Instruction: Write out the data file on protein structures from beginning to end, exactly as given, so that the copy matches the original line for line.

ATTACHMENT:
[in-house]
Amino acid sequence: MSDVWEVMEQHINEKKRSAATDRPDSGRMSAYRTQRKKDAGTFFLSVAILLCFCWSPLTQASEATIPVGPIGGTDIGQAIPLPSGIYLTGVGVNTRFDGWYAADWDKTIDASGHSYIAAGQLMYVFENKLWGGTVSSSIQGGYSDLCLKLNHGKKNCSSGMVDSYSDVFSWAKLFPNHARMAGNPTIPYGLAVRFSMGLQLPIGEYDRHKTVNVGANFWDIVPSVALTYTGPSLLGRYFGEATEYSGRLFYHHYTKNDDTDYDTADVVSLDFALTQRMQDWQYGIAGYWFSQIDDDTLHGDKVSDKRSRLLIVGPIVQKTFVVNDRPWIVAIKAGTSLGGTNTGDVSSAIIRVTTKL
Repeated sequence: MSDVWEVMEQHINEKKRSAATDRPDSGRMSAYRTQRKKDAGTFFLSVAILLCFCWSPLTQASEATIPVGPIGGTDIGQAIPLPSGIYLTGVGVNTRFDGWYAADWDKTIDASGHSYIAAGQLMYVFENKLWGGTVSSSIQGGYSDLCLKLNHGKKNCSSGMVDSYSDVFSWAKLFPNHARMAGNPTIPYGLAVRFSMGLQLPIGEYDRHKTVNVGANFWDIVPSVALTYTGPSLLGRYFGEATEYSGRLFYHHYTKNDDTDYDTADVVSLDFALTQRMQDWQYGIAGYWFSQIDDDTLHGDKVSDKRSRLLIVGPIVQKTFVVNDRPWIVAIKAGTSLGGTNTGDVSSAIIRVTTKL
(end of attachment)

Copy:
[in-house]
Amino acid sequence: MSDVWEVMEQHINEKKRSAATDRPDSGRMSAYRTQRKKDAGTFFLSVAILLCFCWSPLTQASEATIPVGPIGGTDIGQAIPLPSGIYLTGVGVNTRFDGWYAADWDKTIDASGHSYIAAGQLMYVFENKLWGGTVSSSIQGGYSDLCLKLNHGKKNCSSGMVDSYSDVFSWAKLFPNHARMAGNPTIPYGLAVRFSMGLQLPIGEYDRHKTVNVGANFWDIVPSVALTYTGPSLLGRYFGEATEYSGRLFYHHYTKNDDTDYDTADVVSLDFALTQRMQDWQYGIAGYWFSQIDDDTLHGDKVSDKRSRLLIVGPIVQKTFVVNDRPWIVAIKAGTSLGGTNTGDVSSAIIRVTTKL
Repeated sequence: MSDVWEVMEQHINEKKRSAATDRPDSGRMSAYRTQRKKDAGTFFLSVAILLCFCWSPLTQASEATIPVGPIGGTDIGQAIPLPSGIYLTGVGVNTRFDGWYAADWDKTIDASGHSYIAAGQLMYVFENKLWGGTVSSSIQGGYSDLCLKLNHGKKNCSSGMVDSYSDVFSWAKLFPNHARMAGNPTIPYGLAVRFSMGLQLPIGEYDRHKTVNVGANFWDIVPSVALTYTGPSLLGRYFGEATEYSGRLFYHHYTKNDDTDYDTADVVSLDFALTQRMQDWQYGIAGYWFSQIDDDTLHGDKVSDKRSRLLIVGPIVQKTFVVNDRPWIVAIKAGTSLGGTNTGDVSSAIIRVTTKL